At birth, the lungs rapidly transition from a pathogen-free, hypoxic environment to a pathogen-rich, rhythmically distended air-liquid interface. Although many studies have focused on the adult lung, the perinatal lung remains unexplored. Here, we present an atlas of the murine lung immune compartment during early postnatal development. We show that the late embryonic lung is dominated by specialized proliferative macrophages with a surprising physical interaction with the developing vasculature. These macrophages disappear after birth and are replaced by a dynamic mixture of macrophage subtypes, dendritic cells, granulocytes, and lymphocytes. Detailed characterization of macrophage diversity revealed an orchestration of distinct subpopulations across postnatal development to fill context-specific functions in tissue remodeling, angiogenesis, and immunity. These data both broaden the putative roles for immune cells in the developing lung and provide a framework for understanding how external insults alter immune cell phenotype during a period of rapid lung growth and heightened vulnerability.
Sequencing data have been deposited in GEO under accession code GSE147668. Gene count and metadata tables are also available on FigShare at https://figshare.com/articles/Diverse_homeostatic_and_immunomodulatory _roles_of_immune_cells_in_the_developing_mouse_lung_revealed_at_single_cell_resolution/12043365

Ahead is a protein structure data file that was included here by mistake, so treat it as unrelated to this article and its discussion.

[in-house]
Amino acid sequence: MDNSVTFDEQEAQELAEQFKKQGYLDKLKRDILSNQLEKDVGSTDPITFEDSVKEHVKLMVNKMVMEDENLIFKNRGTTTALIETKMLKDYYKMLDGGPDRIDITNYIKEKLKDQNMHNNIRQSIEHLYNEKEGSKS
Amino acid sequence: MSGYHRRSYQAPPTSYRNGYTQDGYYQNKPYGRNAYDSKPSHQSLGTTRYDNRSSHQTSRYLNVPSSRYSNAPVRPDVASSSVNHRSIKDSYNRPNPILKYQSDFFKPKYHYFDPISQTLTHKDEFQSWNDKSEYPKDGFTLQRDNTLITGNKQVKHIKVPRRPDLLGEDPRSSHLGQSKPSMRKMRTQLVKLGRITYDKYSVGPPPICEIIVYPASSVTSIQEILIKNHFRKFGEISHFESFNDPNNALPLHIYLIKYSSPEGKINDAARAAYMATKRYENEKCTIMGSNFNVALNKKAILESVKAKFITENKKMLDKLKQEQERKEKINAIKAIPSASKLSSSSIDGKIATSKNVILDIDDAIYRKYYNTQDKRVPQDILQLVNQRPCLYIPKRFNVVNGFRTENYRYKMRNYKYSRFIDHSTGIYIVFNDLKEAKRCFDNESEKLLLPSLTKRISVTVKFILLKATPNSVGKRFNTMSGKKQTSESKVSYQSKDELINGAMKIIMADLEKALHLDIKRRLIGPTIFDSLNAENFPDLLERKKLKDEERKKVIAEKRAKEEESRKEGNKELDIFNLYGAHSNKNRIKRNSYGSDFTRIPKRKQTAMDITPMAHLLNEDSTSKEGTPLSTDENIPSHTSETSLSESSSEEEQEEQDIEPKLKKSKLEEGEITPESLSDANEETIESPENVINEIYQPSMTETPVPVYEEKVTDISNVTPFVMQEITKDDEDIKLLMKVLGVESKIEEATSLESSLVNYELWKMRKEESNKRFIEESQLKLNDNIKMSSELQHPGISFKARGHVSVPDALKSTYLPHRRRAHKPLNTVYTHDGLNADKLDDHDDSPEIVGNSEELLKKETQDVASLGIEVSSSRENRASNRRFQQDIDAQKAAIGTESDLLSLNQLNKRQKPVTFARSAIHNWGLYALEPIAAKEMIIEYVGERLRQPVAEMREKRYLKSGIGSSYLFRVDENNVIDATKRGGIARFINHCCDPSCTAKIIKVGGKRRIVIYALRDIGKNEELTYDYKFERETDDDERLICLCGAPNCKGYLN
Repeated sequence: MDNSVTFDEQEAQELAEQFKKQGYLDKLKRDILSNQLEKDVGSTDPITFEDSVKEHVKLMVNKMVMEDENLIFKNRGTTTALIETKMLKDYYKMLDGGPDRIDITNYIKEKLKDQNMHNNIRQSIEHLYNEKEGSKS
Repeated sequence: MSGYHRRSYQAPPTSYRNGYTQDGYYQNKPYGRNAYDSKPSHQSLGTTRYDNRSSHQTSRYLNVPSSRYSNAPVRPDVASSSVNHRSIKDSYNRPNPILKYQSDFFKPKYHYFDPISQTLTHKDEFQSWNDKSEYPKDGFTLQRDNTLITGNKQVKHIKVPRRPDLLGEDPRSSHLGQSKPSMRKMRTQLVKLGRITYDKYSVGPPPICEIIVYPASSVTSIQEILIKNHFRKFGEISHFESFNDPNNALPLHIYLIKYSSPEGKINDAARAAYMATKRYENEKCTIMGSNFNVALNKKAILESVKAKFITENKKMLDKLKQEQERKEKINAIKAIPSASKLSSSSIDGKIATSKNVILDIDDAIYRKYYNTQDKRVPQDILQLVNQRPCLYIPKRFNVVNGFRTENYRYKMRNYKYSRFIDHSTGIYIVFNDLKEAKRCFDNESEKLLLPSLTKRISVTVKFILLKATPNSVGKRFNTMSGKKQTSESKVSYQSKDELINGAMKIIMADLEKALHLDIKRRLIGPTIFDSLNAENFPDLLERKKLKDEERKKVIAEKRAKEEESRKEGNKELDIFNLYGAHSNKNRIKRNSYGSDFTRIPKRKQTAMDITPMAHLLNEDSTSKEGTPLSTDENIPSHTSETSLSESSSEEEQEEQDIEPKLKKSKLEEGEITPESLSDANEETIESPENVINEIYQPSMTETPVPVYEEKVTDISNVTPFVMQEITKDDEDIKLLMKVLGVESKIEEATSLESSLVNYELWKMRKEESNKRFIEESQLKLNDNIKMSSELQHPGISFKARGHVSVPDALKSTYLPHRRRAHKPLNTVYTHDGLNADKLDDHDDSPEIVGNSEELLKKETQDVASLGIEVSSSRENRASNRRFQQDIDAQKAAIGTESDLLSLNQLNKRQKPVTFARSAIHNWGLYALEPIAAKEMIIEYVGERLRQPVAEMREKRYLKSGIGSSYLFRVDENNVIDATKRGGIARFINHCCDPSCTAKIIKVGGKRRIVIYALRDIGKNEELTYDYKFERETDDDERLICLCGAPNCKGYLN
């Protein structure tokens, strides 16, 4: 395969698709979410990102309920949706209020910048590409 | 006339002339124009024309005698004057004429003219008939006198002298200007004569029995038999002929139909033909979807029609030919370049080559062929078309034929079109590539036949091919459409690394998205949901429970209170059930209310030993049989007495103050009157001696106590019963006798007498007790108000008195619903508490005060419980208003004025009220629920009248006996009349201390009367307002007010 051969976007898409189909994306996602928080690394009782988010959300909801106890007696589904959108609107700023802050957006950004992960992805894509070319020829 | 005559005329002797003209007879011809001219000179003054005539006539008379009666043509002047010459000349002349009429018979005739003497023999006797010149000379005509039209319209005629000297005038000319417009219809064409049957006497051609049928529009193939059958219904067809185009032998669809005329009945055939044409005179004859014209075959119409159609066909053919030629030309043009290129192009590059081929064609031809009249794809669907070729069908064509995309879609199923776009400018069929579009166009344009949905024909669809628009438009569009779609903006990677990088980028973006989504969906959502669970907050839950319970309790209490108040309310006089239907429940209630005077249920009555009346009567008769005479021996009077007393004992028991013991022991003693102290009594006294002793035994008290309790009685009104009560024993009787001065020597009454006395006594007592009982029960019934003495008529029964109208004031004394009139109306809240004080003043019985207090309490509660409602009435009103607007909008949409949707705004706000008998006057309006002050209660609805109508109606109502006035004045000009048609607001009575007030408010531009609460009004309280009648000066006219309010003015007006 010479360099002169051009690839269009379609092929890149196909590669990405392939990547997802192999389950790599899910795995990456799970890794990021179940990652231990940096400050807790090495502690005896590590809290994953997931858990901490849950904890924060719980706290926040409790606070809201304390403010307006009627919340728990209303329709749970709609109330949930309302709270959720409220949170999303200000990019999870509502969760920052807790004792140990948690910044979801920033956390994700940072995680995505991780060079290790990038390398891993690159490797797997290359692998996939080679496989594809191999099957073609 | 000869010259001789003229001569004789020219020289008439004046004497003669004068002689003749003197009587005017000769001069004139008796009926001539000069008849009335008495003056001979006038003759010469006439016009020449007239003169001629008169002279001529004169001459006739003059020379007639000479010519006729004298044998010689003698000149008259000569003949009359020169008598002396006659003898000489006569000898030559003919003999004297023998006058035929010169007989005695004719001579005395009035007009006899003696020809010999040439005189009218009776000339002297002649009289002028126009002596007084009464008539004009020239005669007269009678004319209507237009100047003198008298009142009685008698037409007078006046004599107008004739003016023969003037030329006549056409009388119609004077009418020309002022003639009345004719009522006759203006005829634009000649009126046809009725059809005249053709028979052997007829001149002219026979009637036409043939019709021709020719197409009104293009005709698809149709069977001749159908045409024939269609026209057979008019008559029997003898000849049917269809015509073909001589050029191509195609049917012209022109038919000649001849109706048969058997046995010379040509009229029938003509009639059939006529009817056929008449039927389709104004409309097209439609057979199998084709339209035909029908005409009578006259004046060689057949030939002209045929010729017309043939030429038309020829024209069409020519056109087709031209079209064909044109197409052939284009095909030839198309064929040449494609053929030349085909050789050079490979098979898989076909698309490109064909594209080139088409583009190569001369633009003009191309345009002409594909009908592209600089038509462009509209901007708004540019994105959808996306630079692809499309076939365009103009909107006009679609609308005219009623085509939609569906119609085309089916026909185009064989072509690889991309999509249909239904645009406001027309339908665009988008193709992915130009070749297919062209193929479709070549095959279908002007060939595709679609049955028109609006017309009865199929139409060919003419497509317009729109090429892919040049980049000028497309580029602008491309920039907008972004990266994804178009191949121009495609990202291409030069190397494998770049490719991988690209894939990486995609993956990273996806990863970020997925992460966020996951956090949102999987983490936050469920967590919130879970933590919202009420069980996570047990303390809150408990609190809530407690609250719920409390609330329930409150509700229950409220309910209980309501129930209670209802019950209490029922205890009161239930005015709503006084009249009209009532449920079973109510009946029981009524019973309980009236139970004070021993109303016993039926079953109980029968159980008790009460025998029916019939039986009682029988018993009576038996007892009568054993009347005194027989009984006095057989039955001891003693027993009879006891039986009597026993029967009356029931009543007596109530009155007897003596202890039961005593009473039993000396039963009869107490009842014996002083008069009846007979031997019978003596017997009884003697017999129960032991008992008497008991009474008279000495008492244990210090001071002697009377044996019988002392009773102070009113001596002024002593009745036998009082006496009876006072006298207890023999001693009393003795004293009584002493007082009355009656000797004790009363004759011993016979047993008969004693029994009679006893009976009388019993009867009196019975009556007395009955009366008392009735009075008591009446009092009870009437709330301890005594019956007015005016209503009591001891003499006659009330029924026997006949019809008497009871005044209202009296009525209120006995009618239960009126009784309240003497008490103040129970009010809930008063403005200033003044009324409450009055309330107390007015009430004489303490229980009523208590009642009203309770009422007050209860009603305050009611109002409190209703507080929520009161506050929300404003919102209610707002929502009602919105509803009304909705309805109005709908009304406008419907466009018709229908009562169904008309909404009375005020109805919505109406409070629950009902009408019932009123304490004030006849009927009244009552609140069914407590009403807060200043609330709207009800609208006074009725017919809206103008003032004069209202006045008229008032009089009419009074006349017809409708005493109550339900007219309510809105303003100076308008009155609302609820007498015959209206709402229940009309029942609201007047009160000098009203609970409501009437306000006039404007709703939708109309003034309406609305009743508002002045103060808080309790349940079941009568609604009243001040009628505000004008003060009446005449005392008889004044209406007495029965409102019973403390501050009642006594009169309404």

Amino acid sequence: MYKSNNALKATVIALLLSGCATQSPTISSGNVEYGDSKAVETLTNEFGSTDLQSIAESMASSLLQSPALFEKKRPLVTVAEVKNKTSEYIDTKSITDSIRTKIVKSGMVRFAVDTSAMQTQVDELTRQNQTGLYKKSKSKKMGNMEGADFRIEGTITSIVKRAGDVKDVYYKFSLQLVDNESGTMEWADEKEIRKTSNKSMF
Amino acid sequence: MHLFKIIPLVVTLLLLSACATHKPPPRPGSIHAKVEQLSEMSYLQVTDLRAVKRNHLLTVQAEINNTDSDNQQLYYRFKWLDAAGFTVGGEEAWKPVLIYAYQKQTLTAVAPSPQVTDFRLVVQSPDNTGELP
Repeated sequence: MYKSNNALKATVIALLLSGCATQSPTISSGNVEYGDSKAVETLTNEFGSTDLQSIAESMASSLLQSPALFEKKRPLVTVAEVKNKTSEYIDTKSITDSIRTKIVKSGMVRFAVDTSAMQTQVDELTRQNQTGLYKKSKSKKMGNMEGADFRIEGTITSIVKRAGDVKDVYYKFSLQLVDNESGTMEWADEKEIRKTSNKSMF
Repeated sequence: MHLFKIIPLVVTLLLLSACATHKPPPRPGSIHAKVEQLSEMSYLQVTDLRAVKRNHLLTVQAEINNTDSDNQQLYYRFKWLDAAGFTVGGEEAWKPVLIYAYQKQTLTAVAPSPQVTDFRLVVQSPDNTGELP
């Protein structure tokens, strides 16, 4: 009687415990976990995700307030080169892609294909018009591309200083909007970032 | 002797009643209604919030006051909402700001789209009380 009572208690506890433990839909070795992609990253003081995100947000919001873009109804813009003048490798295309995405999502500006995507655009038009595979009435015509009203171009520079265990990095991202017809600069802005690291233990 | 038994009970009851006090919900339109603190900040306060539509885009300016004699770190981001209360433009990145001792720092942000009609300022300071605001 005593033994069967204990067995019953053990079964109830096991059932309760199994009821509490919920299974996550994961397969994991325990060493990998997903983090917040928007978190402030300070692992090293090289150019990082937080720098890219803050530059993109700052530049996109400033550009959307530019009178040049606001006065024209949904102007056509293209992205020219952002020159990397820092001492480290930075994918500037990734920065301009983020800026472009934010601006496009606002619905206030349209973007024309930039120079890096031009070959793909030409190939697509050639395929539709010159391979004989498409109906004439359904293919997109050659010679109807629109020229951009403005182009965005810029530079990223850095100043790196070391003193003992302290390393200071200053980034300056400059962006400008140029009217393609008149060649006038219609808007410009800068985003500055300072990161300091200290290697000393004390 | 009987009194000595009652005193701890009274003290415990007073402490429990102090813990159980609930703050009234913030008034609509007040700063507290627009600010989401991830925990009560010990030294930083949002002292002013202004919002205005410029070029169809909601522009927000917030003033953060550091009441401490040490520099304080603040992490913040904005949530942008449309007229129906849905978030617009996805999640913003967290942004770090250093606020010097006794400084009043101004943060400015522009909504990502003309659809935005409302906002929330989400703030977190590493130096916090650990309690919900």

Diverse homeostatic and immunomodulatory roles of immune cells in the developing mouse lung revealed at single cell resolutionNCBI Gene Expression Omnibus, GSE147668.
scRNA-seq analysis of lung CD64-expressing mononuclear cells, patrolling and classical monocytes from steady-state C57BL/6J miceEBI/EMBL ArrayExpress; 10.1038/s41467-019-11843-0.
- Cristina M Alvira
- David N Cornfield
- Cristina M Alvira
The funders had no role in study design, data collection and interpretation, or the decision to submit the work for publication.
Animal experimentation: This study was performed in strict accordance with the recommendations in the Guide for the Care and Use of Laboratory Animals of the National Institutes of Health. All of the animals were handled according to approved institutional animal care and use committee (IACUC) protocols (#19087) of Stanford University School of Medicine.
- Emma L Rawlins, University of Cambridge, United Kingdom
© 2020, Domingo-Gonzalez et al.
This article is distributed under the terms of the Creative Commons Attribution License permitting unrestricted use and redistribution provided that the original author and source are credited.